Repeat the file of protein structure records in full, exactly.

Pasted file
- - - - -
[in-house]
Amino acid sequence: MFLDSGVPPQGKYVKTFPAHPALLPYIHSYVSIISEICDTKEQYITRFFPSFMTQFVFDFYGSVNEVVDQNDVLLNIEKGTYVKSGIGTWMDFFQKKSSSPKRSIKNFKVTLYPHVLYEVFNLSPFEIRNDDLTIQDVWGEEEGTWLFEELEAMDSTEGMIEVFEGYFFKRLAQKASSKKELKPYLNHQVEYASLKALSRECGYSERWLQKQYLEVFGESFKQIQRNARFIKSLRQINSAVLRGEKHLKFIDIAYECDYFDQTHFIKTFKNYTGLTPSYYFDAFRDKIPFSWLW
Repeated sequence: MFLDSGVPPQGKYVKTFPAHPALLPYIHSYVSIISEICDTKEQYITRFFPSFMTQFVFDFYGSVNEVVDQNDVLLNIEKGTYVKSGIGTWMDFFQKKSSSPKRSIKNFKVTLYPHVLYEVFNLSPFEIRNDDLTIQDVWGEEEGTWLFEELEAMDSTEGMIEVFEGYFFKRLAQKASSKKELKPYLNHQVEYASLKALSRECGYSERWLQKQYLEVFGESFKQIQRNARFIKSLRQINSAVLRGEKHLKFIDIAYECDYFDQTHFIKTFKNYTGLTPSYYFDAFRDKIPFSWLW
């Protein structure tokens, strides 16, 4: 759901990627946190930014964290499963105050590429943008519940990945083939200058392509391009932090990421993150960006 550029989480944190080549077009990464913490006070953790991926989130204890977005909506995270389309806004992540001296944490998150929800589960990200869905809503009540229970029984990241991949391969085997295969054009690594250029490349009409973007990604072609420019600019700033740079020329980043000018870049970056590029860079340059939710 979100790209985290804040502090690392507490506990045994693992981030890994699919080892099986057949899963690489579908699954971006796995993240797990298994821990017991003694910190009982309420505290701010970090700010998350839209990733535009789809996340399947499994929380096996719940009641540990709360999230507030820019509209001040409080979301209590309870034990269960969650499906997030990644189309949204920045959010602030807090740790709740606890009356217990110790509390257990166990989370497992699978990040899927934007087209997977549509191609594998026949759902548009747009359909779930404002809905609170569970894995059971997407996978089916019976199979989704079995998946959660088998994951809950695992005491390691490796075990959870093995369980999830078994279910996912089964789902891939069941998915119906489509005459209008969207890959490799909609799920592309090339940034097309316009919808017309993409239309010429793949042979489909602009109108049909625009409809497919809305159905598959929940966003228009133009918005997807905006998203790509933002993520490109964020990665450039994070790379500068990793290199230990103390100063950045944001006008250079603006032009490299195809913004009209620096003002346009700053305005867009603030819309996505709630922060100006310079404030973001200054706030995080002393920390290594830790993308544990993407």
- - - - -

[in-house]
Amino acid sequence: MFLDSGVPPQGKYVKTFPAHPALLPYIHSYVSIISEICDTKEQYITRFFPSFMTQFVFDFYGSVNEVVDQNDVLLNIEKGTYVKSGIGTWMDFFQKKSSSPKRSIKNFKVTLYPHVLYEVFNLSPFEIRNDDLTIQDVWGEEEGTWLFEELEAMDSTEGMIEVFEGYFFKRLAQKASSKKELKPYLNHQVEYASLKALSRECGYSERWLQKQYLEVFGESFKQIQRNARFIKSLRQINSAVLRGEKHLKFIDIAYECDYFDQTHFIKTFKNYTGLTPSYYFDAFRDKIPFSWLW
Repeated sequence: MFLDSGVPPQGKYVKTFPAHPALLPYIHSYVSIISEICDTKEQYITRFFPSFMTQFVFDFYGSVNEVVDQNDVLLNIEKGTYVKSGIGTWMDFFQKKSSSPKRSIKNFKVTLYPHVLYEVFNLSPFEIRNDDLTIQDVWGEEEGTWLFEELEAMDSTEGMIEVFEGYFFKRLAQKASSKKELKPYLNHQVEYASLKALSRECGYSERWLQKQYLEVFGESFKQIQRNARFIKSLRQINSAVLRGEKHLKFIDIAYECDYFDQTHFIKTFKNYTGLTPSYYFDAFRDKIPFSWLW
């Protein structure tokens, strides 16, 4: 759901990627946190930014964290499963105050590429943008519940990945083939200058392509391009932090990421993150960006 550029989480944190080549077009990464913490006070953790991926989130204890977005909506995270389309806004992540001296944490998150929800589960990200869905809503009540229970029984990241991949391969085997295969054009690594250029490349009409973007990604072609420019600019700033740079020329980043000018870049970056590029860079340059939710 979100790209985290804040502090690392507490506990045994693992981030890994699919080892099986057949899963690489579908699954971006796995993240797990298994821990017991003694910190009982309420505290701010970090700010998350839209990733535009789809996340399947499994929380096996719940009641540990709360999230507030820019509209001040409080979301209590309870034990269960969650499906997030990644189309949204920045959010602030807090740790709740606890009356217990110790509390257990166990989370497992699978990040899927934007087209997977549509191609594998026949759902548009747009359909779930404002809905609170569970894995059971997407996978089916019976199979989704079995998946959660088998994951809950695992005491390691490796075990959870093995369980999830078994279910996912089964789902891939069941998915119906489509005459209008969207890959490799909609799920592309090339940034097309316009919808017309993409239309010429793949042979489909602009109108049909625009409809497919809305159905598959929940966003228009133009918005997807905006998203790509933002993520490109964020990665450039994070790379500068990793290199230990103390100063950045944001006008250079603006032009490299195809913004009209620096003002346009700053305005867009603030819309996505709630922060100006310079404030973001200054706030995080002393920390290594830790993308544990993407």